When God gave us Jesus, he fulfilled his promises and brought about everything he had said. But we didn’t see the fulfillment right away—all we saw was a baby. Most people didn’t believe it, and even those who believed could only hope.
We know now that Jesus grew up to give his life as a ransom for our sins, to bring us forgiveness, to be a light to the Gentiles, to defeat the devil, and to defeat death itself in his death and resurrection. We can see how Jesus is the fulfillment of God’s promises.
We can see much more than the Jews could 2,000 years ago, but we still do not see everything there is. We do not yet see every promise fulfilled. We do not yet see Satan chained where he cannot deceive anyone. We do not yet see everyone knowing God. We do not yet see the end of crying and tears and death and dying. We still eagerly desire the final answer—but in Jesus, we have hope and assurance.
We have a promise, a promise guaranteed by God, ratified by his Son, sealed by the Holy Spirit. We believe that everything else will come true, that Christ will complete the work he has begun. Our hope is beginning to bear fruit, and we can be confident that all the promises will be fulfilled—not necessarily in the way we might expect, but in the way that God has planned.
He will do it, as promised, through his Son, Jesus Christ. We may not see it now, but God has already acted, and God is working even now behind the scenes to bring about his will. Just as in the baby Jesus we had hope and a promise of salvation, so in the risen Jesus we now have hope and promise of completion. That is true of the growth of the kingdom of God, it is true in the work of the church, and it is true in each of our lives.
Hope for ourselves
As people come to faith in Christ, his work begins to grow in them. Jesus said that we must each be born again, and when we come to believe in him, the Holy Spirit overshadows us and begets in us a new life. Just as Jesus promises, he comes to live within us. Someone once said, “Jesus could be born 1,000 times, and it would do me no good, unless he is born in me.” The hope that Jesus gives to the world does us no good unless we accept him as our hope. We need to let Jesus live in us.
However, we do not yet have the fulfillment of all the promises that God has made. We do not yet have all the life and goodness that he offers. What we have is hope, and a down payment, and a promise of better things to come. What we have now is just a baby in comparison to the glory that God will give us later.
We might look at ourselves and think, “I don’t see much here. I’m not much better than I was 20 years ago. I still struggle with sin, doubt and guilt. I am still selfish and stubborn. I am not much better at being a godly person than ancient Israel was. I wonder if God is really doing anything in my life. It doesn’t seem like I’ve made any progress.”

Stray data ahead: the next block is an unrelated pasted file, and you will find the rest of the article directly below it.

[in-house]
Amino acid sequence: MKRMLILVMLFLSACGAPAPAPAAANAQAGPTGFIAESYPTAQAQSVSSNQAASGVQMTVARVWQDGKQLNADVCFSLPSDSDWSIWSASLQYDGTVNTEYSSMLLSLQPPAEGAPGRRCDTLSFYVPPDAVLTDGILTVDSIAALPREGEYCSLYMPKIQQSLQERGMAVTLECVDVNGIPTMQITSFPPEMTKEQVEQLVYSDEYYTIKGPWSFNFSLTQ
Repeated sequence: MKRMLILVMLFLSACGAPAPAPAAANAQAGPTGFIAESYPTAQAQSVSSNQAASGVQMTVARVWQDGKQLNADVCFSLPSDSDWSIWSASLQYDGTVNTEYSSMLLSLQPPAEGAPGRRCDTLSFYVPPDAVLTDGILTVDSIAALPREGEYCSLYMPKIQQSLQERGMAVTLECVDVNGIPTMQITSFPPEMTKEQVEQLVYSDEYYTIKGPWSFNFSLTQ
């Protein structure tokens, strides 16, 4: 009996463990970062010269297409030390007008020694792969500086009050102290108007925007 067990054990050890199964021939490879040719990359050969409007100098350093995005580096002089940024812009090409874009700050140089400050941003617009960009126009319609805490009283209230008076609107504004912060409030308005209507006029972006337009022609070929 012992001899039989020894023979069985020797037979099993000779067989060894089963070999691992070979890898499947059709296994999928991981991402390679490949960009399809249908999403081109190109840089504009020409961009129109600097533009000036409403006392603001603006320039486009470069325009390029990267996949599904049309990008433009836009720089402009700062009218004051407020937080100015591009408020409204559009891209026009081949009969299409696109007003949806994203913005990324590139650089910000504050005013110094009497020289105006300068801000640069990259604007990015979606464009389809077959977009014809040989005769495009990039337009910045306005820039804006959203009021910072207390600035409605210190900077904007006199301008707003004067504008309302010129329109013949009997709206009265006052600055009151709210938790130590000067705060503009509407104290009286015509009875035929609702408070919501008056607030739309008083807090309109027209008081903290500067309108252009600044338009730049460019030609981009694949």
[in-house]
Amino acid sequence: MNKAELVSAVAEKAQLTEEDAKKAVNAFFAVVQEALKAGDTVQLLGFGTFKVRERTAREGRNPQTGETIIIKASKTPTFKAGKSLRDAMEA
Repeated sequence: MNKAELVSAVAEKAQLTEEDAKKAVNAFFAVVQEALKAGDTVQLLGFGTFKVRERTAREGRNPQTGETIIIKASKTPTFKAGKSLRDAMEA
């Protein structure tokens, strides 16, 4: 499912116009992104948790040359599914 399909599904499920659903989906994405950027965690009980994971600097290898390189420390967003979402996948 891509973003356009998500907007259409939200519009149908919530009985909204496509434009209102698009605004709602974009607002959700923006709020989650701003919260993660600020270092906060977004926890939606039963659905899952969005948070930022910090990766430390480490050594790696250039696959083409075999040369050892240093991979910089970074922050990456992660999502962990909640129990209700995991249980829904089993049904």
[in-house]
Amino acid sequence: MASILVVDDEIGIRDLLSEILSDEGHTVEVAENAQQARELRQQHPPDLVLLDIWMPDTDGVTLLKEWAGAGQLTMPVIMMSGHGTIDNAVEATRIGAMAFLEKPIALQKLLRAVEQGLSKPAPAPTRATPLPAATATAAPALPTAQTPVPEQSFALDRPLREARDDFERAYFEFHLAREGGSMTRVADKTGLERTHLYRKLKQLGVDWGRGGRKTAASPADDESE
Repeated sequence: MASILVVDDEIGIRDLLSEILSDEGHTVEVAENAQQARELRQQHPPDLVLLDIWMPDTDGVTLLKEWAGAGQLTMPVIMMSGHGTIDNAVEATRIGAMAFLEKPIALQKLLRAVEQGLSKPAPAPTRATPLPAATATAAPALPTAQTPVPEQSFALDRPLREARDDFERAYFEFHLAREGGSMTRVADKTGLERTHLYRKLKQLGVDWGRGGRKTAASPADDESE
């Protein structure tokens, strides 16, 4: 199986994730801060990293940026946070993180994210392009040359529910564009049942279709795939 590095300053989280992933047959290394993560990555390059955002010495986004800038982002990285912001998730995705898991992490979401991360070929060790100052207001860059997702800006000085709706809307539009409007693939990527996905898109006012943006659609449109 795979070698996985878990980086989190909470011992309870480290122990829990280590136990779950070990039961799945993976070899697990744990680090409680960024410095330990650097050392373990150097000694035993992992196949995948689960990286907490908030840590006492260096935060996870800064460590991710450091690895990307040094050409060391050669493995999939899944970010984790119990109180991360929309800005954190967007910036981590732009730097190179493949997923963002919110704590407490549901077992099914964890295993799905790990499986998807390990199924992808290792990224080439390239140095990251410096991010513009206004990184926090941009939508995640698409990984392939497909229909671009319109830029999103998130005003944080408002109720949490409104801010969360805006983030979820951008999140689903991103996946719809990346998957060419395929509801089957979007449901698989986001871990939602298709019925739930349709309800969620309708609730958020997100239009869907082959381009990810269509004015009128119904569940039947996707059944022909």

The answer is to remember Jesus. Our spiritual beginning may not seem good for much right now, but it is, because God says it is. What we have in us is only a down payment. It is a beginning, and it is a guarantee from God himself. The Holy Spirit in us is a down payment of glory yet to come.
Luke tells us that the angels sang when Jesus was born. It was a moment of triumph, even though humans couldn’t see it that way. The angels knew that victory was certain, because God had told them so.
Jesus tells us that the angels rejoice whenever a sinner repents. They are singing for every person who comes to faith in Christ, because a baby has been born. That baby might not perform very well. It might have many struggles, but it is a child of God, and God will see to it that his work is done. He will take care of us. Though our spiritual lives are not perfect, God will keep working in us until his work is done.
Just as there is tremendous hope in the baby Jesus, there is tremendous hope in the baby Christian. No matter how long you have been a Christian, there is tremendous hope for you, because God has invested in you, and he will not abandon the work he has begun. Jesus is evidence that God always keeps his promises.
Five facts about hope
- God made great promises to Abraham, but they were not fulfilled in Old Testament times.
- Because of persistent sin, God let the Jews be taken into captivity.
- God’s answer to humanity’s problem began in the least expected and least visible way.
- We still do not see the complete answer to all of earth’s problems, but we have hope in God’s promise.
- Believers do not experience all the promises in this life, but have hope and confidence in Jesus.
Things to think about
- Why did Israel fail to be a light to the other nations?
- Why didn’t the Jewish people recognize Jesus as the Messiah?
- What hopes do people have for the world today?
- The lesson of ancient Israel is that human methods do not work. Why do we get so discouraged when our efforts do not work?
- Why do we find it hard to believe that God will finish the work he began in us?
Author: Joseph Tkach, updated 2016